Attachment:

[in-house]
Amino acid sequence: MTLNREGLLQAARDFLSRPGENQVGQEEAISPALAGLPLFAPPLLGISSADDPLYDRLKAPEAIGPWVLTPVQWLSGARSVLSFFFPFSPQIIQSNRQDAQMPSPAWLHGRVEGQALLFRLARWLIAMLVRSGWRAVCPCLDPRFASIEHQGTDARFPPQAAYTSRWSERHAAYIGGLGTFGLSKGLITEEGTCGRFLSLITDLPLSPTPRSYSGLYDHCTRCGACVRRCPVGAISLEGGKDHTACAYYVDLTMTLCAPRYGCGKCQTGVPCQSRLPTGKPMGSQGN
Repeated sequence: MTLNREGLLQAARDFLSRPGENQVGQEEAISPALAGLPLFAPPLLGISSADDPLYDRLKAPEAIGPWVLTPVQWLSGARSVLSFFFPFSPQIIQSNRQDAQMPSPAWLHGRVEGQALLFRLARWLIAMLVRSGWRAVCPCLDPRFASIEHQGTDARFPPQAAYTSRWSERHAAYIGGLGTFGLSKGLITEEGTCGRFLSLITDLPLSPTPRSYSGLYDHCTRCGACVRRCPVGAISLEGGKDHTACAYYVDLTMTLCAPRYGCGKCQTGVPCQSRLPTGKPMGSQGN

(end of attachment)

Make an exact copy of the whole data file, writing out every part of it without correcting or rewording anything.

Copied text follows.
[in-house]
Amino acid sequence: MTLNREGLLQAARDFLSRPGENQVGQEEAISPALAGLPLFAPPLLGISSADDPLYDRLKAPEAIGPWVLTPVQWLSGARSVLSFFFPFSPQIIQSNRQDAQMPSPAWLHGRVEGQALLFRLARWLIAMLVRSGWRAVCPCLDPRFASIEHQGTDARFPPQAAYTSRWSERHAAYIGGLGTFGLSKGLITEEGTCGRFLSLITDLPLSPTPRSYSGLYDHCTRCGACVRRCPVGAISLEGGKDHTACAYYVDLTMTLCAPRYGCGKCQTGVPCQSRLPTGKPMGSQGN
Repeated sequence: MTLNREGLLQAARDFLSRPGENQVGQEEAISPALAGLPLFAPPLLGISSADDPLYDRLKAPEAIGPWVLTPVQWLSGARSVLSFFFPFSPQIIQSNRQDAQMPSPAWLHGRVEGQALLFRLARWLIAMLVRSGWRAVCPCLDPRFASIEHQGTDARFPPQAAYTSRWSERHAAYIGGLGTFGLSKGLITEEGTCGRFLSLITDLPLSPTPRSYSGLYDHCTRCGACVRRCPVGAISLEGGKDHTACAYYVDLTMTLCAPRYGCGKCQTGVPCQSRLPTGKPMGSQGN